I woke up abruptly. It was still dark. Anna must have crawled into bed with me, because there she was beside me. A fading white glow seemed to linger around her small body. At first I thought it was moonlight, but then it dissipated as I watched. It was then that I realized that I was actually able to see auras. I had heard about auras, but had never paid it much mind. I am the type that I need to see to believe. It seemed that I was seeing. But did I believe? I thought back to the other instances when I had seen what appeared to be auras. The multicolored hospital staff when I gave birth to you. Gladys was downright red after I had fainted. And Anna…well, again she was white. My gaze washed over my sleeping child and I wanted to touch her. But I didn’t. She was an extremely light sleeper and I was not about to be serving “brefast” at four am this morning. Instead, I carefully pulled the comforter over her bare legs. Unexpectedly, thoughts of you came flooding in. The pain of missing you and the mistakes I have made can be overpowering. It creeps up on me when my guard is down. I cannot have it in the front of my mind or I cannot function properly. So you have your own little box there in the back of my mind. However, the ache is always present. Most of the time it is like a dull itch unless it gets pulled to the front somehow. Dear Lord, how I miss you. But it cannot be, so back in your box you go. I slid out of my bed as unobtrusively as possible. I needed a cigarette.

Chapter 1

Chapter 2

Chapter 3

Chapter 4

“The One That Got Away” on amazon


Chapter Two of “The One That Got Away”

Dear Diary,

Here is Chapter 2 of my novel “The One That Got Away”. Next Monday I will post Chapter 3.

Find Chapter 1 here:

Find “The One That Got Away” here:

Chapter 2

         I dreamed of swirling mist. The sun was trying to penetrate. It had that special sparkle that only the very early morning sunlight emits. I saw before me what looked like freshly cut rose bushes without thorns, leaves, or flowers. They were stark against the blanket of white. The tips glistened brightly with dew like substance. But it wasn’t dew. It was thicker. I could not see the ground and knew that I was drifting gently in the air. My heart felt that it would burst with overwhelming happiness. And then my nose began to itch. The tickling sensation traveled to my ear and transitioned into a twisting probe. I slit my eyes open. Anna removed her finger from my ear and began softly poking my nose. Her large chestnut eyes, partially hidden by a tangle of like colored hair, registered my near wakefulness. Her rosebud mouth quirked slightly as I brushed her hand away and buried my face into the violet forget-me-nots scattered upon my pillow. I hate having my nose touched.

“Mama,” she said patiently, “Mama, I want brefast.”

It was always better if I awoke first and had begun my coffee and cigarette routine prior to attempting to appear functional and pleasant for a four year old child. I do not believe that I was smoking when you were that age. Not that I woke up well, then, either. Anna now employed the full body tactic. Swiftly, she positioned her entire self onto the upper portion of my body forcing my face deeper into the pillow. This had the desired effect. I flung my head up, gasping for breath and rapidly rolling her off of me. She giggled profusely and flailed her arms and legs dramatically.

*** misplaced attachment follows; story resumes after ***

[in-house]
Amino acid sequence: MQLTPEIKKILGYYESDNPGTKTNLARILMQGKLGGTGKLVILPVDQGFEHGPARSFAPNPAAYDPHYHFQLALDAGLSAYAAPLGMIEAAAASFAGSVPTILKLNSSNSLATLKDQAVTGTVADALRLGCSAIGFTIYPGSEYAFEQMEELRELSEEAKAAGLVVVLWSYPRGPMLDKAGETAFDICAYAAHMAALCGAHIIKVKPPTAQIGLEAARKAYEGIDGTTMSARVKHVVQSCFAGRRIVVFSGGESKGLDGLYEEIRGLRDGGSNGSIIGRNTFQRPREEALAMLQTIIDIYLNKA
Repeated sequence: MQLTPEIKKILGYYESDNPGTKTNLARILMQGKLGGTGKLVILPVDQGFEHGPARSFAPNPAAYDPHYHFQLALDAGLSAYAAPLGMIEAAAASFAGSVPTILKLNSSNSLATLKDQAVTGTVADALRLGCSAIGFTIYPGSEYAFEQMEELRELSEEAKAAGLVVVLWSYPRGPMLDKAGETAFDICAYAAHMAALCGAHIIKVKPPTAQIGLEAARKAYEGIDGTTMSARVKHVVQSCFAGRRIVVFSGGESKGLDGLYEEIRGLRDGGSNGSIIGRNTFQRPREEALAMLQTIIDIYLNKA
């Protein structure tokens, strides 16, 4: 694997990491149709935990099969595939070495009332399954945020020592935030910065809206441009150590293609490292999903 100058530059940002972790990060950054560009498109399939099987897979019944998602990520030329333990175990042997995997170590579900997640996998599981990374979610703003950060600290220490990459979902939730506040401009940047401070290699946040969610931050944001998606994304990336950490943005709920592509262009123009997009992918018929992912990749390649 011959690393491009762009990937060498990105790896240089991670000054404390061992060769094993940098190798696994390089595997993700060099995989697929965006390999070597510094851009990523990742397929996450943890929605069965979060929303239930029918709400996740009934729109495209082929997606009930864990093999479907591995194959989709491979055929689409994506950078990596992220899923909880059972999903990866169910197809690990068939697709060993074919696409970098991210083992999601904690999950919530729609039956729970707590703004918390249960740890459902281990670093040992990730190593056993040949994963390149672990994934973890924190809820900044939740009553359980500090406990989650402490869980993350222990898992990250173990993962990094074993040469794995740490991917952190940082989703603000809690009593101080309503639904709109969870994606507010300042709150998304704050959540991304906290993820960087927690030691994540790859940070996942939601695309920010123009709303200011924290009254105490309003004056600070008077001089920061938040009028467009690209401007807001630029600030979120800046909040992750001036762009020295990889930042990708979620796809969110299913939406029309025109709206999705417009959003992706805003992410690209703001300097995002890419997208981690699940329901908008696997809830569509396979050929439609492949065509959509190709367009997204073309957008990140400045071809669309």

“Mama, I have to go pee.”

“Ok. You go do that. I’ll wait here,” I answered in classic gravelly, morning voice.

The surprising euphoria of the dream was fading away and the viscous gel of reality was seeping in. What business did I have dreaming such a joyful dream? It also quite escaped my understanding why some sticks in some clouds should render such exhilaration to me. The heavy list of my woes sidled up to the forefront of my mind. I had recently been laid off from the nursing job that I had held for almost ten years. For lack of any better opportunities, I was currently trying to get my waitress legs back at a local steakhouse chain. Anna’s father had also been laid off which meant I was not receiving a child support check. Unpaid bills were piling up at an alarming rate. I was balking at the idea that I needed to look for a small apartment to move into to ease some financial burden. I was worried that I needed to replace the brakes on my car. It was difficult to keep a brave and cheerful face for Anna with all of this. I was fiercely determined to do so. And then there was you. Missing you, as always, gnawing at the back of my brain. I attributed the frequent headaches to these various concerns, but wasn’t sure what to make of the occasional dizzy spells. Didn’t have the medical insurance or the time to figure that out at this point.

Anna walked purposefully back into my bedroom and tugged at my hand.

“Come on, Mama. The clouds are gone now.”

“Yeah, ok. I’m getting up….What did you say?”

“I said come on. I want brefast.”

“No, no…about the clouds?”

Anna smiled mischievously and her eyes sparkled brilliantly. She turned and skipped out of the room.


I quickly thrust myself out of bed and promptly passed out.

I peeked around the corner nervously and impatiently brushed a stray tendril of hair out of my face. Why hadn’t I put my hair back? Because it looks more exotic down, I reminded myself. But, feh! It was always in the way. I glanced down at the hem of my sage green dress checking for mud splatters. It was a trifle damp today. I rubbed hastily at a stray offending spot. I heard a snicker from behind and straightened immediately. I smoothed my bodice as inconspicuously as possible and tried to turn elegantly. I found myself facing a smartly dressed woman with flaming red hair and lips to match.

“Are you lost, Dovey?” she purred.  The words came perfectly pitched somewhere between distain and feigned kindness.